Cabourg – seaside resort – Basse-Normandie
Cabourg, a flowery seaside resort
Cabourg is one of the seaside resorts of the Côte Fleurie.
This Flowery Coast is known for its green land, meadows, parks and private gardens.
Cabourg is also ranked among 'Villes Fleuries - Flowery Cities'.
It even has '4 flowers'!
The resort is therefore a perfect setting for the Romantic Film Festival.
This annual festival, founded nearly 30 years, attract celebrities from all around the world.
From a modest fishing village to a trendy seaside resort
Cabourg is an ancient fishing port and farming community that developed at the mouth of the river Dives, opposite Houlgate.
it was transformed into a seaside resort during the Second Empire, when the fashion of sea bathing spread like wild fire among the French aristocracy and gentry.
The inauguration of the railway line in the mid 19th century made Normandy easily accessible to wealthy Parisians.
This obviously largely contributed largely to the development of the Norman coastline.
Cabourg boasts one of the longest sandy beaches (about 4km) on the Normandy coast.
A resort shaped like a Greco-Roman theatre
This 'inspired' the Parisian investor and visionary businessman Henri Durand-Morimbau and the architect Paul Leroux!
Indeed, they developed the seaside resort as a gigantic Greco-Roman theatre, in order to differentiate it from other Norman resorts.
Their task was fairly easy, as they were able to built it from scratch over a vast area of dunes that faced the beach.
The resort's layout is therefore unique, as it unfolds in a half circle facing the sea.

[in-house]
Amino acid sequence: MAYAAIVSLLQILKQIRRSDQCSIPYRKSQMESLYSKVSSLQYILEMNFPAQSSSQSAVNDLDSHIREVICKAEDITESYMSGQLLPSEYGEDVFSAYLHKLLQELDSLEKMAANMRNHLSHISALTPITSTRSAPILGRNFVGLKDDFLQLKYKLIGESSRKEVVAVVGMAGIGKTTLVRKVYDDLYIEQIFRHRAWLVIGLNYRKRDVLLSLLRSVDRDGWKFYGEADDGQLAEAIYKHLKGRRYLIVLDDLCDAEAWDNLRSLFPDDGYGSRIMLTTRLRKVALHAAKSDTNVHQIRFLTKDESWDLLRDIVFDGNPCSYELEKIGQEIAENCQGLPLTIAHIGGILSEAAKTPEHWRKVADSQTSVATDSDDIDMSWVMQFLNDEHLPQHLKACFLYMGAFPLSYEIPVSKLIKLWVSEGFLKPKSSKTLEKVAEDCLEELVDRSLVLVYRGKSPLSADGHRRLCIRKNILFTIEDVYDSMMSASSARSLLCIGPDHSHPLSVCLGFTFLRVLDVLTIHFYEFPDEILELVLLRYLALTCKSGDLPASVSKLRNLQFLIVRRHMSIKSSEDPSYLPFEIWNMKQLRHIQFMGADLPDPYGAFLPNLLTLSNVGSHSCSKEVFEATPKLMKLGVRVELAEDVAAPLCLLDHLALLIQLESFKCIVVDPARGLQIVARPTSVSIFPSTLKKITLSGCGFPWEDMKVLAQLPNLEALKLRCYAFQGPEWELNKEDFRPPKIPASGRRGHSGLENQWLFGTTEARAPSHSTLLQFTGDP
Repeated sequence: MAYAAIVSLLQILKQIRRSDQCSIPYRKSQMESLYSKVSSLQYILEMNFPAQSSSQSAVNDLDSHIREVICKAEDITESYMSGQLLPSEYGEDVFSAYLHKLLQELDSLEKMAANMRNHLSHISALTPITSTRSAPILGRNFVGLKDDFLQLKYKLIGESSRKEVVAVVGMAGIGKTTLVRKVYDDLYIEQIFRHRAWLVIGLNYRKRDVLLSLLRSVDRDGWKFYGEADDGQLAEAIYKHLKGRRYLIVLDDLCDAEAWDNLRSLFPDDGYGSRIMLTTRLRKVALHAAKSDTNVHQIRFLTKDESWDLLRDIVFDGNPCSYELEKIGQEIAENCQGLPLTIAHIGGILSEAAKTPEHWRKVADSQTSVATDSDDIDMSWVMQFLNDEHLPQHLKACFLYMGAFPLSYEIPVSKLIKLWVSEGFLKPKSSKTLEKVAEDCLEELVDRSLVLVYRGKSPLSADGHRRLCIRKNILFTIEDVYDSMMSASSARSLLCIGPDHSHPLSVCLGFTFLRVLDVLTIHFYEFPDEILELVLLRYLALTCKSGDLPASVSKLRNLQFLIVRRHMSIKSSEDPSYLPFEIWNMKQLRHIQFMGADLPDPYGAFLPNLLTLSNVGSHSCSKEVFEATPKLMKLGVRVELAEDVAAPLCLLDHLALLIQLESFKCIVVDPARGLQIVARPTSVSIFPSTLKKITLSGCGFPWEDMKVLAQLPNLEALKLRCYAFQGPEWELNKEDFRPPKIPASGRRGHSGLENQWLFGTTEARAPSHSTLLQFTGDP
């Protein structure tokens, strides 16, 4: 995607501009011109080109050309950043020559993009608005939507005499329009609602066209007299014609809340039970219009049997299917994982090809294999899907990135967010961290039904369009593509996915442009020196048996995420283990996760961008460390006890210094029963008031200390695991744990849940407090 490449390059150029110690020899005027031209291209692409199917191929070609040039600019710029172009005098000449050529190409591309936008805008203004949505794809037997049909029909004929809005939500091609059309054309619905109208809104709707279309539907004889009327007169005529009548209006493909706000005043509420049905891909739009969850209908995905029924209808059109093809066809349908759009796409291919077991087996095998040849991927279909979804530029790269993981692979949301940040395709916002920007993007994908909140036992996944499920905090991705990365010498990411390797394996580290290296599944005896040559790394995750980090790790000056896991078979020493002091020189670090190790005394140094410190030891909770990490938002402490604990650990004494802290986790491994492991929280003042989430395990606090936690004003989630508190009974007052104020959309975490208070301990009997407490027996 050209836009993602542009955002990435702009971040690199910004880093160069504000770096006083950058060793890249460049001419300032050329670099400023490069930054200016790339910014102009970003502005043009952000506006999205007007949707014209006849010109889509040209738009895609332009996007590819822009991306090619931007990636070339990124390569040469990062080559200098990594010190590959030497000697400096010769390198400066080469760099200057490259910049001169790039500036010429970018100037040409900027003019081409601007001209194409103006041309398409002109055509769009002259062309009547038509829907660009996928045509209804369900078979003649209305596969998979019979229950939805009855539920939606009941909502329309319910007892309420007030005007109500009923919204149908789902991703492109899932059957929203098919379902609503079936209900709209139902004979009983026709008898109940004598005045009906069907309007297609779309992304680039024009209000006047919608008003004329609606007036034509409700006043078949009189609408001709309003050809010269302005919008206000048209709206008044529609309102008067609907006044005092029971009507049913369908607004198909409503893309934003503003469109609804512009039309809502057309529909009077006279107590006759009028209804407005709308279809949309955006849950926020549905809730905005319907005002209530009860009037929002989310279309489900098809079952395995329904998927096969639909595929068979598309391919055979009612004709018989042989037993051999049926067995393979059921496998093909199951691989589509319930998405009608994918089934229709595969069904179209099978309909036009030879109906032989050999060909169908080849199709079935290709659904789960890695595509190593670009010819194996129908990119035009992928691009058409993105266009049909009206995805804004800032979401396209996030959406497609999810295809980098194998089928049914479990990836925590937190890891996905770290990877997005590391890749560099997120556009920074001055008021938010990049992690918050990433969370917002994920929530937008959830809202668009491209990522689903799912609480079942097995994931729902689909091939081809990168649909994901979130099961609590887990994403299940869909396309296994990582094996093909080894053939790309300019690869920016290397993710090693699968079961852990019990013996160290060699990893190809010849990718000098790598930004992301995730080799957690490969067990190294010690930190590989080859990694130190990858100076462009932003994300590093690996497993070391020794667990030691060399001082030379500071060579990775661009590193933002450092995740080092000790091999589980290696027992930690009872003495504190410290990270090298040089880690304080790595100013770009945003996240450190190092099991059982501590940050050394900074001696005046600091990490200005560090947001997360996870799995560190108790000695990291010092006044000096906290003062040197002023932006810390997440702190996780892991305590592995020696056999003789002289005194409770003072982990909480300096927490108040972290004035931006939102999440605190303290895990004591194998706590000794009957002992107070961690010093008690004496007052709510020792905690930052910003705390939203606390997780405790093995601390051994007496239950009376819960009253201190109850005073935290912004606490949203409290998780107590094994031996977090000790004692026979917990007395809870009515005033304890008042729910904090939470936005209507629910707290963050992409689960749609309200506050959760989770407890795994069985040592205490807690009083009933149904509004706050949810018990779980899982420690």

They built a casino, racecourse and countless lavish mansions and luxury hotels, including the iconic Hôtel de la Plage, in order to serve a wealthy clientele.
Marcel Proust at Le Grand Hôtel
The abdication of Napoleon III in 1870 triggered the decline of the resort.
The social elites of the era deserted their large villas, the luxury hotels and casino.
They, however, returned to Cabourg during the Belle Epoque.
They built a whole new range of eclectic and lavish mansions along the seafront.
Cabourg was expanding!
The Grand Hôtel, one of the major landmarks of Cabourg, is part of this second development phase.
Located between the casino and the baths, it is renowned for its architecture and large bay windows.
Marcel Proust was among the many artists who sojourned at the Grand Hôtel in 1907.
Many artists followed in his steps and made Cabourg the seaside resort of the 'men of letters'.
The writer immortalised the establishment in his masterpiece A la Recherche du Temps Perdu -In Search of Lost Time.
Proust fell in love with Cabourg where he stayed until 1914.
A renowned family resort
The Great War obviously triggered a complete recession, as leisure time and frivolity were no longer relevant!
The resort was revived in the interwar.
Indeed, famous French artists, then at the start of their early careers - Charles Aznavour, Dalida, Gilbert Bécaud, Edith Piaf and Yves Montand - gave performances at the casino of Cabourg.
The modern day city has retained a wonderful Belle Epoque charm, as it boasts a wealth of late 19th - early 20th century architecture.
Initially recognized as the seaside resort of men of letters and theater, Cabourg is now a renowned family resort.
Book lovers will be thrilled to visit the Salon du Livre.
The Book Fair takes place every August in Casino (which is of course listed Historical Monument!)
Department of Calvados
Coordinates: Lat 49.287981 - Long -0.116292
Photos Wikimedia Commons: Grand Hotel - Beach with Houlgate - Beach huts by Nikater is Public Domain - Beach with locked huts- Casino - Chars a voile
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